Ford Jumping On CNG Bandwagon with Transit Connect, F-Series Pickup Trucks

By Automotive Staff | March 30, 2011
As gas prices continue to rise, consumers are looking around for alternatives. Ford reports that demand for compressed natural gas vehicles, or CNG, are on the rise. The consistent advantage of CNG’s appeal is the low price of fuel (and lower emissions). In the U.S. Department of Energy’s January Clean Cities Alternative Fuel Price Report for January 2011, the price per gallon equivalent of CNG was $1.93, compared to $3.08 for regular gasoline. Honda has long offered a CNG version of the Civic sedan. The $26,240 price on a 2011 model makes it somewhat expensive for a compact, but the 24/36 mpg city/highway efficiency, along with significantly lower per-gallon equivalent fuel costs is a strong purchase consideration factor. On the 2012 model Civic, the CNG model is expected to reach 39 mpg on the highway. For non-commercial customers looking for a CNG vehicle, the Civic remains one of the only factory options. For Ford, CNG is an option on the Transit Connect, E-Series vans, and F-Series Super Duty trucks. The least-expensive way to get into a CNG vehicle at a Ford dealership is in a base Transit Connect with the $315 package that converts the van to CNG or liquid propane gas. Hardened engine intake valves and exhaust valves and valve seats are part of the preparation package.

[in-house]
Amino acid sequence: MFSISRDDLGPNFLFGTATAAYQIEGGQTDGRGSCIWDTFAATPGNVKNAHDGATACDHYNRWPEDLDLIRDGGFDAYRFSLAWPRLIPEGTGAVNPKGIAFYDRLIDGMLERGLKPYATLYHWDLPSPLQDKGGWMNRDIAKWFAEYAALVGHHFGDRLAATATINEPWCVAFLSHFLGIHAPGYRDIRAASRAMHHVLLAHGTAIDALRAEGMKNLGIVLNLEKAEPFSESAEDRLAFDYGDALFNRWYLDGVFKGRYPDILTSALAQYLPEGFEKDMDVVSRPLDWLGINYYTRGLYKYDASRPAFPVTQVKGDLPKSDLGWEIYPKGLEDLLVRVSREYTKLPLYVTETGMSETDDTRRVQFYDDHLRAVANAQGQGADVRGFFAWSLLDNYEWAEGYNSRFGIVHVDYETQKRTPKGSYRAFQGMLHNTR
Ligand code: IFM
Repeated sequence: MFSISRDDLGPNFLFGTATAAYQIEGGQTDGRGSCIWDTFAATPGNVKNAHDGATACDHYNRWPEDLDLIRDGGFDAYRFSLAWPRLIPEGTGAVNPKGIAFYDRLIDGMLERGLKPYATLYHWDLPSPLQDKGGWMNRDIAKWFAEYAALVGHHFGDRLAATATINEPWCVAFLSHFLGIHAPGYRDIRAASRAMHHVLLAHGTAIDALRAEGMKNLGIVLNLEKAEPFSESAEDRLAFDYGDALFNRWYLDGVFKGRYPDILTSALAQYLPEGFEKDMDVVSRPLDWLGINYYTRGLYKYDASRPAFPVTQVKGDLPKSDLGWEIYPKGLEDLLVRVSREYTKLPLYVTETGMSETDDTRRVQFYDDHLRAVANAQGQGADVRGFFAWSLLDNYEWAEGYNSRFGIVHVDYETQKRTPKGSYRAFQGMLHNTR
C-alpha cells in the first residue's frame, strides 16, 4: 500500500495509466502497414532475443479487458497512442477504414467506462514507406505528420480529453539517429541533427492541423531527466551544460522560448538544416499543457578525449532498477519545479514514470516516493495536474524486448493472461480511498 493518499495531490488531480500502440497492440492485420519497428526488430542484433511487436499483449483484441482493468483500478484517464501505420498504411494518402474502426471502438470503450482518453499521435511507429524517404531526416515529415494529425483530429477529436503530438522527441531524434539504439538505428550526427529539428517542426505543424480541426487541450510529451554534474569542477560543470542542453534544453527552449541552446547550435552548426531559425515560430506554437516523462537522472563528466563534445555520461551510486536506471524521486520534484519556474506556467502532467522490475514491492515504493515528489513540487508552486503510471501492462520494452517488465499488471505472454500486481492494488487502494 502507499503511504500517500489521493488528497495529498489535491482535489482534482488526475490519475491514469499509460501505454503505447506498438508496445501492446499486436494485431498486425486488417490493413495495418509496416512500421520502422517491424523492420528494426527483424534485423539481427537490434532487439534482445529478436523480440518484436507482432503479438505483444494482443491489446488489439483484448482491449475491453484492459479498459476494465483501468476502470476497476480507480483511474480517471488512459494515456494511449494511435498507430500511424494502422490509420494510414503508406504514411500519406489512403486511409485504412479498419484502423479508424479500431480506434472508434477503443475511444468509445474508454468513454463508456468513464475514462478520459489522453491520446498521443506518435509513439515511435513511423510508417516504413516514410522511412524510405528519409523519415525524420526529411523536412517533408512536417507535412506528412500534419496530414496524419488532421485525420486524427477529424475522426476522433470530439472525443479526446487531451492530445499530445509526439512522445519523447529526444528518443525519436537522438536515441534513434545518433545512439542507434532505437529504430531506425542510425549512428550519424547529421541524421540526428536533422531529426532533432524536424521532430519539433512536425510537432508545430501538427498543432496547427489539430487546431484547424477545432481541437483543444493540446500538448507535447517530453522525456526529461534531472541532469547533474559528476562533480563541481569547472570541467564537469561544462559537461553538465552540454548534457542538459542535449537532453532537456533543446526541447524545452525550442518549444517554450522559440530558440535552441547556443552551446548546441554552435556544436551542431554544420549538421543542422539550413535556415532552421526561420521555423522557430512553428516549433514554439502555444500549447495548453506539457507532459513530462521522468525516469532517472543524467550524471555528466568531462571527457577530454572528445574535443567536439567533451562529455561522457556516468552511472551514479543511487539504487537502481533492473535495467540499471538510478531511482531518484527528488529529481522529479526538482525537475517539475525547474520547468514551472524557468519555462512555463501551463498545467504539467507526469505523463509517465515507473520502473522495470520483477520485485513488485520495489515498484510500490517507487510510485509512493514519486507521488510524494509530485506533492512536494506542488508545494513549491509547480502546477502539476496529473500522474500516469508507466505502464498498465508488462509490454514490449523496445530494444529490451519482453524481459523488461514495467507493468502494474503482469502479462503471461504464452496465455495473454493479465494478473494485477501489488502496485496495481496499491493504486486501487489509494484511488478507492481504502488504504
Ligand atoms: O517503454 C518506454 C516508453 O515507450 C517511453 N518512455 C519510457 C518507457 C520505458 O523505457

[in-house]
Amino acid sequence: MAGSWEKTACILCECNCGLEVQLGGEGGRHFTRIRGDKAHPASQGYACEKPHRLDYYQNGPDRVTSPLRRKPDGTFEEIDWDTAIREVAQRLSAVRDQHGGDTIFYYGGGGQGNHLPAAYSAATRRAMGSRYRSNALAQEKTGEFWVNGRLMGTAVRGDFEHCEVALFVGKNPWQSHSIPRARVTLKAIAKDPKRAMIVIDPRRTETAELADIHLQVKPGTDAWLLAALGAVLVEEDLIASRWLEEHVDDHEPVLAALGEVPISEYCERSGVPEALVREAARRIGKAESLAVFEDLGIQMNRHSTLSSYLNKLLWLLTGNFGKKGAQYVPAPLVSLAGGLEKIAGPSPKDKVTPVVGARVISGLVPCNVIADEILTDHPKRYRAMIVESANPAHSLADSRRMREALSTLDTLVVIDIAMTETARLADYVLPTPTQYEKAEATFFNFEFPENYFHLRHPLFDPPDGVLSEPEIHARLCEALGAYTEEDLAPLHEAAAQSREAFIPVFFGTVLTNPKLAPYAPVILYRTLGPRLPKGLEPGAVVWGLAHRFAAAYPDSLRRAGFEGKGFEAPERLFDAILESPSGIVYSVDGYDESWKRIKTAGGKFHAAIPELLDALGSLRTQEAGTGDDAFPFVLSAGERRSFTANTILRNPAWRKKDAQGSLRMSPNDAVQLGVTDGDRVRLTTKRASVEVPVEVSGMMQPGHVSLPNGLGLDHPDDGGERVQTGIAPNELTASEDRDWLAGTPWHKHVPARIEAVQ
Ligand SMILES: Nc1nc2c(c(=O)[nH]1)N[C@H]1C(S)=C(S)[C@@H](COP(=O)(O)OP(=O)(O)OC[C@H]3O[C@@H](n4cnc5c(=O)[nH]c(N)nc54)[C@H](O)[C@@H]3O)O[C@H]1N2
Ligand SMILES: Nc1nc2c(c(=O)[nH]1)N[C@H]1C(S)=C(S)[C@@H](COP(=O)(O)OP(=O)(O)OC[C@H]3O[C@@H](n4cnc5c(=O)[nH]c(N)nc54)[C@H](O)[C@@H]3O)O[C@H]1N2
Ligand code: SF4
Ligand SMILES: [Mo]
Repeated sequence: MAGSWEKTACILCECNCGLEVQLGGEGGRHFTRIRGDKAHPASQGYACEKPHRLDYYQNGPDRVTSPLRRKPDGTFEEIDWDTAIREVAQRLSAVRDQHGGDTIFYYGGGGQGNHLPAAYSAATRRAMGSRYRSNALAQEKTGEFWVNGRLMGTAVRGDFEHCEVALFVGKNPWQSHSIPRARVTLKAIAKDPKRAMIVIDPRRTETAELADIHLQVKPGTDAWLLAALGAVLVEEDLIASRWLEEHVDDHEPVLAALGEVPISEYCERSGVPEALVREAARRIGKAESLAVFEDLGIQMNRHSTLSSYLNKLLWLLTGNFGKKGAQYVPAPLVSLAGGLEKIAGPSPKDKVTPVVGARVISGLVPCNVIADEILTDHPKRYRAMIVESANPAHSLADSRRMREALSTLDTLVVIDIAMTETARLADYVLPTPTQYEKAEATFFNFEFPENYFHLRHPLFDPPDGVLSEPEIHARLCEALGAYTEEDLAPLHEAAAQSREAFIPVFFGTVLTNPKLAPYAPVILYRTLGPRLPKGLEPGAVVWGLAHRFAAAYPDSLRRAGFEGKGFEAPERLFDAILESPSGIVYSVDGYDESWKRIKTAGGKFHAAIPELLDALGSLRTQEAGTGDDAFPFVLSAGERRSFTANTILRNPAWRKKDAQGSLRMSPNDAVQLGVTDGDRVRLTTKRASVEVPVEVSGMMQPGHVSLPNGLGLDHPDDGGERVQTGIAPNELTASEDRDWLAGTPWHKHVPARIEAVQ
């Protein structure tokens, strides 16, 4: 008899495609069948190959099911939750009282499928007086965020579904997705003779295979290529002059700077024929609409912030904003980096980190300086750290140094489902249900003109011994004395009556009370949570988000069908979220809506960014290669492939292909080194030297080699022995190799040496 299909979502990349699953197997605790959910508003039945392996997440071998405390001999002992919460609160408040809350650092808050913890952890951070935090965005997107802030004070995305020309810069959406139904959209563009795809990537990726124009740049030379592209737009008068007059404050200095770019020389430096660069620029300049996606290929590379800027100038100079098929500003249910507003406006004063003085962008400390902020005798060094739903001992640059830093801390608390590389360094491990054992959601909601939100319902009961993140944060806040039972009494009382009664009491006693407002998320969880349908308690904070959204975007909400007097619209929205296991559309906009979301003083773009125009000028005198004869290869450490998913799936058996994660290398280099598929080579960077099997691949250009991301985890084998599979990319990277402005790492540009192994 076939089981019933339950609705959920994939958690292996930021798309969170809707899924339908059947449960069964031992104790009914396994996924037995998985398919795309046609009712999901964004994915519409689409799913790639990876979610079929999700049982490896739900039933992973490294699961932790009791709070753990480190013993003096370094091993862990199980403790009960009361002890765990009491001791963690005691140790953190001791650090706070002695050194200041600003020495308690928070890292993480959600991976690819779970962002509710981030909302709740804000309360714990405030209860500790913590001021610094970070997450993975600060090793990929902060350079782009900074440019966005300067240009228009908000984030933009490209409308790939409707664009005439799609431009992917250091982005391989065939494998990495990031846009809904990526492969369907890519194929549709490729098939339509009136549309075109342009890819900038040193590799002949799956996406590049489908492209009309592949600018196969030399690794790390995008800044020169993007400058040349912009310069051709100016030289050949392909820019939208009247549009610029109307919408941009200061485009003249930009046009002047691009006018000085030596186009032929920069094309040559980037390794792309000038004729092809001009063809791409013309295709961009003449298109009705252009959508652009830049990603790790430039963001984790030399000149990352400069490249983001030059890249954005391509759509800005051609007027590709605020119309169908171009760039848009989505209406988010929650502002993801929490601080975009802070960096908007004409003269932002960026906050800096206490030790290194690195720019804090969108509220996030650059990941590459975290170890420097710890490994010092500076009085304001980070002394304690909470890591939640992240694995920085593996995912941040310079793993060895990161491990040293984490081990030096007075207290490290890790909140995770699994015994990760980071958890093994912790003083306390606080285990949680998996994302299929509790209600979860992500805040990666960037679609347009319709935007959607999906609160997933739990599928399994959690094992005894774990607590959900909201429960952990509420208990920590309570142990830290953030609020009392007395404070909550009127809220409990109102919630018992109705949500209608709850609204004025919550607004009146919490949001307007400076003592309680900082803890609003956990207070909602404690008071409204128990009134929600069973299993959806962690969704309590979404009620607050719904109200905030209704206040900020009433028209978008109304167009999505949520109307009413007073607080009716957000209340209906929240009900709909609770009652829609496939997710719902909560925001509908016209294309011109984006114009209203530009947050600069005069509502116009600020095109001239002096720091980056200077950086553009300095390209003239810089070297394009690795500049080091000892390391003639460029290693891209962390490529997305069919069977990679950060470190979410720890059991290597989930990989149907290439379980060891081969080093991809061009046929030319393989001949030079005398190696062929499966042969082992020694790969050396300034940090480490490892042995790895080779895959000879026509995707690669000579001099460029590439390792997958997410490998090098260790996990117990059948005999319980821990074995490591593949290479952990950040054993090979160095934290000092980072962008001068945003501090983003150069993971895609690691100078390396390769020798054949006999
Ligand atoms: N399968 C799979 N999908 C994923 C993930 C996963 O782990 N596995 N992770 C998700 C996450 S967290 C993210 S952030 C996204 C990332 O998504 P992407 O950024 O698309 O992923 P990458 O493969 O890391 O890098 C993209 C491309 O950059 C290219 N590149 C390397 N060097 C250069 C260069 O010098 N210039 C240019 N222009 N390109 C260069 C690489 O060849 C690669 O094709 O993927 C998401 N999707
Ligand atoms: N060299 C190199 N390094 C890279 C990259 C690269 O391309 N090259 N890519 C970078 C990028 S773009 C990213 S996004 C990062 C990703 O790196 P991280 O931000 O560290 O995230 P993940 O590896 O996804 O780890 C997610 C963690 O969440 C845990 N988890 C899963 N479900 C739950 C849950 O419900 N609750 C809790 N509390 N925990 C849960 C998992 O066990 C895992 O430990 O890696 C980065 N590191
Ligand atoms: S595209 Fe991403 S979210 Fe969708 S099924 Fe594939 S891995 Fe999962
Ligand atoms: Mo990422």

“The ability to convert the Transit Connect to CNG is a big driving force for us,” said J.J. Bell, vice president of Las Vegas-based Whittlesea Blue Cab to Ford. The company has ordered Transit Connect Taxis powered by CNG. “We are converting more and more of our fleet to this alternative fuel.” Government incentives for CNG vehicles is certainly one reason for the alternative fuel’s slowly growing acceptance. CNG refueling stations are nowhere near as prevalent as regular gas stations, but their numbers are growing. Ford is counting on expanding infrastructure to fuel sales growth of CNG models. “It turns out our timing couldn’t have been better,” said Gerald Koss, marketing manager for Ford fleet operations. via Ford, Honda courtesy Motor Trend Staff